Increasing participation at the polls seems like a good idea. We want everyone to participate (or do we want the informed everyone to participate?). So how do we do it? Why do so many people of age and eligibility stay at home on Election Day?
It is interesting that research (http://www.census.gov/population/www/socdemo/voting/cps2008.html is the source for most of my facts… the rest is just my opinion!) shows that personal one on one contact with a voter is still one of the best ways to influence someone to go to the polls. A friend or a family member has more influence than a direct mail piece or phone canvass, especially with first time voters. And now the new media of facebook, twitter, et al is making that approach perhaps even more viable.
The literature also points to education as a key indicator of voter turnout. The more education, the more likely a person is to vote. The issues of the day are complex and do require effort to understand. Education prepares us to understand and prepares us to act on that understanding. I believe that this area is critical in advancing good participation and not focusing only on raw numbers of voter turnout. Would you rather have a well informed person vote or someone inclined to vote on mere appearance or emotion? I would hope the former is the ideal of who should be exercising their right to vote.
We live in a mobile society and people now change jobs and locations frequently. This is a phenomenon of the last several decades. Census bureau data indicates that those who live in a single location five years or more tend to vote 20% more than those who have been settled for only one to two years. Stability and connectedness to the community you live in effects voter turnout significantly.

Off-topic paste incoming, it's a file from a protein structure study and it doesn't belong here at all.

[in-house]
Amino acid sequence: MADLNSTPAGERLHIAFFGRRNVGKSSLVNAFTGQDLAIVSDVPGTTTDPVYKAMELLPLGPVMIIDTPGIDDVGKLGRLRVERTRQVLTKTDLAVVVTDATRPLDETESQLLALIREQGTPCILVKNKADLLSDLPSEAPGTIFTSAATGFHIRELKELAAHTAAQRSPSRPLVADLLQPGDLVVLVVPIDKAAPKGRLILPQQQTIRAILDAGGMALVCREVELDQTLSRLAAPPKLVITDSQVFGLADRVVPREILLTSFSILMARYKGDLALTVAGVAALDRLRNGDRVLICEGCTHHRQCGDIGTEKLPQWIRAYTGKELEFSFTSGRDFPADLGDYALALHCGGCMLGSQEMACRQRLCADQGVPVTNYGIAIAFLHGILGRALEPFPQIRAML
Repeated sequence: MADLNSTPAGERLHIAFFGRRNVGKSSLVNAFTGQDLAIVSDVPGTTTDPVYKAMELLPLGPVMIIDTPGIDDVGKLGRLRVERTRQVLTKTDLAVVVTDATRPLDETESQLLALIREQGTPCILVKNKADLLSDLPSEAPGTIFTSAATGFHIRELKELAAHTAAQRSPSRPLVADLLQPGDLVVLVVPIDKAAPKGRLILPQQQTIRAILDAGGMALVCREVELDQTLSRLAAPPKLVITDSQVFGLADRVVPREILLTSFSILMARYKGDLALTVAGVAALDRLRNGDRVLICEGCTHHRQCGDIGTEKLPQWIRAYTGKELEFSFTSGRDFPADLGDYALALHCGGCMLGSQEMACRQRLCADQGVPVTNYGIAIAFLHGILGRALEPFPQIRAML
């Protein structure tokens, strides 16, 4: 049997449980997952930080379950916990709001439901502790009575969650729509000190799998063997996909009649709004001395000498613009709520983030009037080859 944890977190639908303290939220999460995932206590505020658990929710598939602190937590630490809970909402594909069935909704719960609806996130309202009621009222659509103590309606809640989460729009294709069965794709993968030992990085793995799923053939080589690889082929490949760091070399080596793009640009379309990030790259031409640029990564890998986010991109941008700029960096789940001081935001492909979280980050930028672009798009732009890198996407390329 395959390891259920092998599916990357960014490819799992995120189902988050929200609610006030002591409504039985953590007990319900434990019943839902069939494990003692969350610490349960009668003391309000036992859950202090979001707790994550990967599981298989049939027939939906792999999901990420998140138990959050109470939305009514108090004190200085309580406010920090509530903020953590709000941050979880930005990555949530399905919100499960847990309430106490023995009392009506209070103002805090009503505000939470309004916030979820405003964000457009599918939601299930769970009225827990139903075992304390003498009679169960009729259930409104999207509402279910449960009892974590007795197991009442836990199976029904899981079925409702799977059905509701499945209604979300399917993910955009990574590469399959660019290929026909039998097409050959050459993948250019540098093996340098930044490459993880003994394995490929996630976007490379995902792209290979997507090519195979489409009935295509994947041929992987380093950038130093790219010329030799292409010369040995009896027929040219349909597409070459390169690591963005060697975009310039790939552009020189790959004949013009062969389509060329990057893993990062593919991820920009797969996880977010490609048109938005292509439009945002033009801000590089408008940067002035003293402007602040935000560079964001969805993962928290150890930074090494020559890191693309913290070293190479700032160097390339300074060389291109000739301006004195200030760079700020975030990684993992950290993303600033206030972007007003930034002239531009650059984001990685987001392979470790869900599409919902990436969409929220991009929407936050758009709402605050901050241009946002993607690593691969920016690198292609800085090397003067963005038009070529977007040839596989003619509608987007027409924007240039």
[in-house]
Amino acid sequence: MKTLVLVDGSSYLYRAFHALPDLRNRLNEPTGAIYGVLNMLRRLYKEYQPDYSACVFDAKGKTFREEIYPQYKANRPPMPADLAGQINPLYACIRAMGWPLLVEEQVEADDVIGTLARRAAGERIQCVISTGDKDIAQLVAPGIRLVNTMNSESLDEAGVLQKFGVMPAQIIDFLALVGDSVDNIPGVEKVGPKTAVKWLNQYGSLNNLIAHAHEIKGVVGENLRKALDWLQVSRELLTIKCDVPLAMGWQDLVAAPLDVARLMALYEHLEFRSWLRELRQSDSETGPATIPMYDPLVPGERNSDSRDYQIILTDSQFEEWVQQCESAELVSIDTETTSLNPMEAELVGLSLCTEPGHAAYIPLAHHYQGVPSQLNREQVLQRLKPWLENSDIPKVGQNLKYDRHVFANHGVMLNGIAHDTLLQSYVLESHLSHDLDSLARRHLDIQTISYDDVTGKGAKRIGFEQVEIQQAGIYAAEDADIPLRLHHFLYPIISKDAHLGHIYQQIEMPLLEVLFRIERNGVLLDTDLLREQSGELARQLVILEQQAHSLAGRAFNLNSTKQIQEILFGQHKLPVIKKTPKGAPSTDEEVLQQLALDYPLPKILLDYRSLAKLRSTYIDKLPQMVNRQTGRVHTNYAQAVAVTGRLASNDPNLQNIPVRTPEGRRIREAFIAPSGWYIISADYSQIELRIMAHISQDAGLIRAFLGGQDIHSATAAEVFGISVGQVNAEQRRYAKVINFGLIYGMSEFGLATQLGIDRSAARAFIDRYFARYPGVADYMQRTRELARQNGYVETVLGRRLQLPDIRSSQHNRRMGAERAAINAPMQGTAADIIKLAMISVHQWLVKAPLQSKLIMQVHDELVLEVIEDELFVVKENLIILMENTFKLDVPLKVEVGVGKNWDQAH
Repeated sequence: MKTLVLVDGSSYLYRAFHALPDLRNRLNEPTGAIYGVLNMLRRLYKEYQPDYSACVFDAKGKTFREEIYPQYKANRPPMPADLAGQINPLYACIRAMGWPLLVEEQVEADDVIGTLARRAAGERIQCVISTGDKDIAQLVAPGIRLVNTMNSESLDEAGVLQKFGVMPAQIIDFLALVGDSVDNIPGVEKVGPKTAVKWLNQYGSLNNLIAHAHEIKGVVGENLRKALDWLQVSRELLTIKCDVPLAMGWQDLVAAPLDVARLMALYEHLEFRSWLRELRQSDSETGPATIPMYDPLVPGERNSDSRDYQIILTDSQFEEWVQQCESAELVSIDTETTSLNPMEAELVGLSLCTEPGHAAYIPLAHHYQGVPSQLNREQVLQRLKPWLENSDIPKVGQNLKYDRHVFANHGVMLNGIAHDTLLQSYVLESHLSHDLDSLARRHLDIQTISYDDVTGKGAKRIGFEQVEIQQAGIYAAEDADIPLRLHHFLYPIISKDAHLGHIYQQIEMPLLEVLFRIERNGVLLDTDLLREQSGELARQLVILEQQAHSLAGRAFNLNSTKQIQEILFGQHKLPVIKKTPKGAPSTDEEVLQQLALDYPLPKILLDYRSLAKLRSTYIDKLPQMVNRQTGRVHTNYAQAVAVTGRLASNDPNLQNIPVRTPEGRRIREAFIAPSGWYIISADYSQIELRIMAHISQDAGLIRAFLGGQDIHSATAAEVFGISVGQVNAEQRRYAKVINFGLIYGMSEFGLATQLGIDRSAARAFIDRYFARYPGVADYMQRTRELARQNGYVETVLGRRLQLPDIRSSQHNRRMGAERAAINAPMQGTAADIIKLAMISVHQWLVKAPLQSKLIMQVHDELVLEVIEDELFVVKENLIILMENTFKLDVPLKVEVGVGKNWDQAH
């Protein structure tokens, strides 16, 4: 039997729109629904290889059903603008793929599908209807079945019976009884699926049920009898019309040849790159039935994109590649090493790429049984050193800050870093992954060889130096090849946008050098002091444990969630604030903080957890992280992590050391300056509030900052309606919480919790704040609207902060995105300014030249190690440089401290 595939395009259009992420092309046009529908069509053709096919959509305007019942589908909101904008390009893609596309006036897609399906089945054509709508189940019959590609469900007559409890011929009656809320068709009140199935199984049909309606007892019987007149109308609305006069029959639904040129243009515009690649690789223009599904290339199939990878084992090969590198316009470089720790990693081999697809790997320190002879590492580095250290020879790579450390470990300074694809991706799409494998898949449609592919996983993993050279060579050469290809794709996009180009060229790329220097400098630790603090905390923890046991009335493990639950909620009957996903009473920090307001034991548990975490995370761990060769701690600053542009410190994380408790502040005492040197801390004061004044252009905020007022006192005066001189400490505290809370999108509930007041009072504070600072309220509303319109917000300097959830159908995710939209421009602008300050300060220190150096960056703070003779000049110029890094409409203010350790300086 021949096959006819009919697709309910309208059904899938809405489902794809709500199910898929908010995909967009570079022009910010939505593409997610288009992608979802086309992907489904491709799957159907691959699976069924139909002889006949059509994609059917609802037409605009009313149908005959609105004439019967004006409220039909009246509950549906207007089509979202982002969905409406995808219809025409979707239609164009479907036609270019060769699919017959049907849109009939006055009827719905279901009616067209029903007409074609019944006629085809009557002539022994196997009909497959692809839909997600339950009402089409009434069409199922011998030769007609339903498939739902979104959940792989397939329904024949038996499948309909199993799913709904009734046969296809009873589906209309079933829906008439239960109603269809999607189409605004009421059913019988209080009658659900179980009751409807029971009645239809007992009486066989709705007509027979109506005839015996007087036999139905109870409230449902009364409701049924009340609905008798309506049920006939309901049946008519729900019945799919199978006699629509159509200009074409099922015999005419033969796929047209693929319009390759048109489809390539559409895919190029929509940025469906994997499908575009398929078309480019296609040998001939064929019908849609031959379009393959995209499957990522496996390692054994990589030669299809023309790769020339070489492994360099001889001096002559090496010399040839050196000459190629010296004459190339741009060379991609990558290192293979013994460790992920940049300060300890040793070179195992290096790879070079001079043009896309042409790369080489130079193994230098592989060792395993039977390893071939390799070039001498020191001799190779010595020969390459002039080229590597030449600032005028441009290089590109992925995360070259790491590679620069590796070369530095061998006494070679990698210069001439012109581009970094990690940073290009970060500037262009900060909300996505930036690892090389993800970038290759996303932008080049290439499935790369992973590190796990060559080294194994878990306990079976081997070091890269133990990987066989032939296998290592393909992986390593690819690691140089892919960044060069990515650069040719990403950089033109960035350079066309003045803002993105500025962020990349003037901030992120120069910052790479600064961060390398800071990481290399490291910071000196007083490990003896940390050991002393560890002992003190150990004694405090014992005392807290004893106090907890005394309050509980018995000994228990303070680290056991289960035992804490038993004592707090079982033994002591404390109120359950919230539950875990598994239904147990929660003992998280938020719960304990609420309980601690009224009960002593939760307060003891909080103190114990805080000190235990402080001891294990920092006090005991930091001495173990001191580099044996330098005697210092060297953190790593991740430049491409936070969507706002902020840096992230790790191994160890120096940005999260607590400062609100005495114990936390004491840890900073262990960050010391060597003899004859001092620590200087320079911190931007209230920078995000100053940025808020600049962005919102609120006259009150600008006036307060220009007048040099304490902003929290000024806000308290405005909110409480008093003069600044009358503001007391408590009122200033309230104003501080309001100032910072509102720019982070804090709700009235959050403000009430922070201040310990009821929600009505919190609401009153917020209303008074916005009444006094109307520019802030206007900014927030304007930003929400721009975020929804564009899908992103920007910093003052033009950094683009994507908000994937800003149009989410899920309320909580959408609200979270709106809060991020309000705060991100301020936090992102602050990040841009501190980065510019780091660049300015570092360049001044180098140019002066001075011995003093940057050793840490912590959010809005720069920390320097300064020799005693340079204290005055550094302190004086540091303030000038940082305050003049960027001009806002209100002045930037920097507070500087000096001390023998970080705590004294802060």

Age is very telling when it comes to voter turnout. If you are under 25 years old you are in a group of slackers when it comes to voting. That isn’t to say that some years and in some races you don’t make a difference, but generally, if you are under 25 you vote in numbers that average some 25% less than those over 65 years of age. Mobility/stability is certainly a factor here, but in any case, the impact of the youth vote generally has been highly over rated. Utah has a young population compared to other states and this alone could have a significant impact on voter turnout comparatively speaking with other states.
What about how we feel about our “public servants” (if we like them) or “politicians” (if we don’t trust them)? If we have a citizenry that feels disconnected from its government and its leaders or if they don’t understand the political process well and are confused by it, the likelihood of wanting to participate will drop as well. At least until there is a compelling candidate or issue that motivates them to action.
We can point accusatory fingers at the legislature and ask them to play more legislative games in setting times and dates for registration (we’ve allowed for early voting to make it more convenient to vote in hopes of increasing participation but this clearly has not happened from the data of the last election ) but the truth is, unless we want to open voting up to manipulation and fraud, it really doesn’t make sense to same day register and vote wherever you want, until we have the affordable technology to verify the legitimacy of the person voting. We cannot legislate citizen involvement; we can only create an environment that will encourage their informed involvement.
I am convinced and I believe the facts support this belief, that the most effective way to increase voter turnout is to educate our citizens about their duties and responsibilities in our democratic republic. This includes an informed citizenry, steeped in the issues, knowledgeable about the candidates, and versed in the veracity and validity of the Constitution of the United States in measuring both.